• You have the ability to use any criterion that we have established as an API in the system for your rules. You are also able to establish a set of multiple criteria with And/Or logic.
  • Technically, the TMRACs can be used for both increasing and decreasing the risk rating (left open for the bank to decide). Specifically for obligors that do not provide financials where the CRS assigns a rating of 7.5, if there were no deviations to the no-financials TMRACs, you can improve this to say 6 (again you define by how much). For all else, the TMRACs are not there to substitute 177 criteria used in the risk ratings. They are to complement, and as such should be used to worsen the rating.

In addition, your risk rating methodology should be designed to carry 3 different ratings by obligor:

  1. The ORR from the risk rating based on the 177 criteria
  2. A PRR based on the facilities for each obligor
  3. An Overridden ORR using TMRACs (OORR)

You can then decide which one of these to use in your credit approvals, PRR calculations, Capital Adequacy and IFRS9 compliance.

If our current automated credit proposal helps reduce decision making from weeks to hours, then this added level of assessment will streamline the process tremendously beyond all that is available in the market. We encourage you to check what is offered today, and keep in tune for future developments. A demo of the system is available on our website.

© 2016 6 Sigma Group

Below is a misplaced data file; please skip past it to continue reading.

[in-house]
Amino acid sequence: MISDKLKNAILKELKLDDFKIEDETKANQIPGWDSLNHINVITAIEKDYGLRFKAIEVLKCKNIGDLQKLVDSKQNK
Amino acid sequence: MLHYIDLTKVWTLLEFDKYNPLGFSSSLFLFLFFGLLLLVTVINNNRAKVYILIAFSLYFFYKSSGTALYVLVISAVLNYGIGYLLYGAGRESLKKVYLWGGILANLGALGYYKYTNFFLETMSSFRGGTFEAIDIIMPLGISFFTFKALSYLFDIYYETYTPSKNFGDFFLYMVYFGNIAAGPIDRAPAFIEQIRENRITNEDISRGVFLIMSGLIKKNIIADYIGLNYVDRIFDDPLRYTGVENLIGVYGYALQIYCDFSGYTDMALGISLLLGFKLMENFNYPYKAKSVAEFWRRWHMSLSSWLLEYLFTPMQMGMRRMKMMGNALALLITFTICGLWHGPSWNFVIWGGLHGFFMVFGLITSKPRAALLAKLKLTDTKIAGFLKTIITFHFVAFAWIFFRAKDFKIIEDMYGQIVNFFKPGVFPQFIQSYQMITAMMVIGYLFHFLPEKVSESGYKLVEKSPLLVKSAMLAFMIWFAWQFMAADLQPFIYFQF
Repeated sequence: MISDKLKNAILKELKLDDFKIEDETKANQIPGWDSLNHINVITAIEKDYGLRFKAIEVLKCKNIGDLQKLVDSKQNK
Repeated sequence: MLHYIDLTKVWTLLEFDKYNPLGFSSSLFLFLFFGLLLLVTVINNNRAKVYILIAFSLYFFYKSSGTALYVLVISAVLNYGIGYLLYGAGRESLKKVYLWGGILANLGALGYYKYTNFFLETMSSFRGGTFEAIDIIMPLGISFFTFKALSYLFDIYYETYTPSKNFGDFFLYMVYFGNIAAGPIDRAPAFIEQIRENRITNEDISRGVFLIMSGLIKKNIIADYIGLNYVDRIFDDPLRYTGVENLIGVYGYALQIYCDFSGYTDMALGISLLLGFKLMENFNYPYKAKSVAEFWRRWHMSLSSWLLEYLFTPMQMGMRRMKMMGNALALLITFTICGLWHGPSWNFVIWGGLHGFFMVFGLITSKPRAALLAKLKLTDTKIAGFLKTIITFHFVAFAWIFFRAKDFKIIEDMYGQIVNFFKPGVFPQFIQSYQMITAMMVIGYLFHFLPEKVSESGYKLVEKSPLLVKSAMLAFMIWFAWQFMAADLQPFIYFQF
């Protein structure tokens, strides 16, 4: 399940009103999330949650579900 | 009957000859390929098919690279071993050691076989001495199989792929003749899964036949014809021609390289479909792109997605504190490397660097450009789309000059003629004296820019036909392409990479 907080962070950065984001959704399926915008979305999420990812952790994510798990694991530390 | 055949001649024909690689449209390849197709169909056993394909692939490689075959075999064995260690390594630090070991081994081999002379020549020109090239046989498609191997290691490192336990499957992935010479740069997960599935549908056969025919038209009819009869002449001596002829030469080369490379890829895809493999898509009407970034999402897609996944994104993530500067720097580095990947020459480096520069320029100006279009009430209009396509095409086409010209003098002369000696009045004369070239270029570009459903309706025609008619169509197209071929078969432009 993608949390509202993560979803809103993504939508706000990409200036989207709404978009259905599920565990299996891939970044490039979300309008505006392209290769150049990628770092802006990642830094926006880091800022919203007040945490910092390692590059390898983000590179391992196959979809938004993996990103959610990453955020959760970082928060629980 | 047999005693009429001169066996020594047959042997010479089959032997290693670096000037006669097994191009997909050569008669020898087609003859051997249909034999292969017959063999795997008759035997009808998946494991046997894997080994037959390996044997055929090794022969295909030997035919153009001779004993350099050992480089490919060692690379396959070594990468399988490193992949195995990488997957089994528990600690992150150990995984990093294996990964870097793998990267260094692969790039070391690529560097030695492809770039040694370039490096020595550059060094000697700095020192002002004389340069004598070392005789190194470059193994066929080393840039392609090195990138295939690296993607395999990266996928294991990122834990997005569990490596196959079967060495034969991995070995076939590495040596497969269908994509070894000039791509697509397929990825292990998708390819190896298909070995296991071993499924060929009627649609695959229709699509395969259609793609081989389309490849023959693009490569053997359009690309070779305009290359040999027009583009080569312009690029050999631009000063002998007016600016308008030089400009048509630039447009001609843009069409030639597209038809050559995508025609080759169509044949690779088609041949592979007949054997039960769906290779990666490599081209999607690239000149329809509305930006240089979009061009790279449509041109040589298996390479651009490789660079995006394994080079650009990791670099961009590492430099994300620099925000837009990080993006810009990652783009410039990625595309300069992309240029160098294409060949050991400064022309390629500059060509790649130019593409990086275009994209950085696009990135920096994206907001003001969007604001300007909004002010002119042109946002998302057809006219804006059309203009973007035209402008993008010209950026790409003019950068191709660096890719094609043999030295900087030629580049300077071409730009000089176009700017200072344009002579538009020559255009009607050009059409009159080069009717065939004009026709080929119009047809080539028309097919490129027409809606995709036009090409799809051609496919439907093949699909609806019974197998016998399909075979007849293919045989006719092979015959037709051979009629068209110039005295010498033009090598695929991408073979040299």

While the information contained herein is believed to be accurate, neither 6 Sigma nor any of its affiliates or subsidiaries or its employees makes any representation or warranty, express or implied, as to the accuracy or completeness of the information set out in this document or that it will remain unchanged after the date of issue of this document, and accordingly neither 6 Sigma nor any of their respective affiliates or subsidiaries or employees has any responsibility for such information. This document is not intended by 6 Sigma to provide the sole basis of any credit decision or other evaluation and should not be considered as a recommendation by 6 Sigma that any recipient of this document should purchase an equity stake in, provide credit facilities to, or conduct any business with any company(ies) listed in this document. Each recipient should determine its interest in the information provided herein upon such independent investigations as it deems necessary and appropriate for such purpose without reliance upon 6 Sigma.